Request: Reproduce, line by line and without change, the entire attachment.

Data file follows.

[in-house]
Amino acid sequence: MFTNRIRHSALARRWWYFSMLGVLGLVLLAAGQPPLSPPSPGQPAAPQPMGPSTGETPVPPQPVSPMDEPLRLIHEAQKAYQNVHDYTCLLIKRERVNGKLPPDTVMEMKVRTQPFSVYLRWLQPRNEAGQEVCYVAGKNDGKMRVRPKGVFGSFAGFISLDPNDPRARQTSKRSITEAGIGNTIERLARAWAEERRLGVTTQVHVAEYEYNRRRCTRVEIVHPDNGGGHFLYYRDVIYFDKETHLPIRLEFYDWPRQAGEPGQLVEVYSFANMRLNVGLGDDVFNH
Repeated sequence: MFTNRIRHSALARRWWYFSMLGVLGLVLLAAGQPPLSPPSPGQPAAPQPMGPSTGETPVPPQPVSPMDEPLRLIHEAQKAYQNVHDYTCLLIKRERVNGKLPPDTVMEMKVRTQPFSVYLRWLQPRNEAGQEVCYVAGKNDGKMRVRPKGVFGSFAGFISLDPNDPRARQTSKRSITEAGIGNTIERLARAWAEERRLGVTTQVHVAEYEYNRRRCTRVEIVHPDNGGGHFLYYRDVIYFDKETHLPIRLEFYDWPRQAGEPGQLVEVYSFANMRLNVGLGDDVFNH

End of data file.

[in-house]
Amino acid sequence: MFTNRIRHSALARRWWYFSMLGVLGLVLLAAGQPPLSPPSPGQPAAPQPMGPSTGETPVPPQPVSPMDEPLRLIHEAQKAYQNVHDYTCLLIKRERVNGKLPPDTVMEMKVRTQPFSVYLRWLQPRNEAGQEVCYVAGKNDGKMRVRPKGVFGSFAGFISLDPNDPRARQTSKRSITEAGIGNTIERLARAWAEERRLGVTTQVHVAEYEYNRRRCTRVEIVHPDNGGGHFLYYRDVIYFDKETHLPIRLEFYDWPRQAGEPGQLVEVYSFANMRLNVGLGDDVFNH
Repeated sequence: MFTNRIRHSALARRWWYFSMLGVLGLVLLAAGQPPLSPPSPGQPAAPQPMGPSTGETPVPPQPVSPMDEPLRLIHEAQKAYQNVHDYTCLLIKRERVNGKLPPDTVMEMKVRTQPFSVYLRWLQPRNEAGQEVCYVAGKNDGKMRVRPKGVFGSFAGFISLDPNDPRARQTSKRSITEAGIGNTIERLARAWAEERRLGVTTQVHVAEYEYNRRRCTRVEIVHPDNGGGHFLYYRDVIYFDKETHLPIRLEFYDWPRQAGEPGQLVEVYSFANMRLNVGLGDDVFNH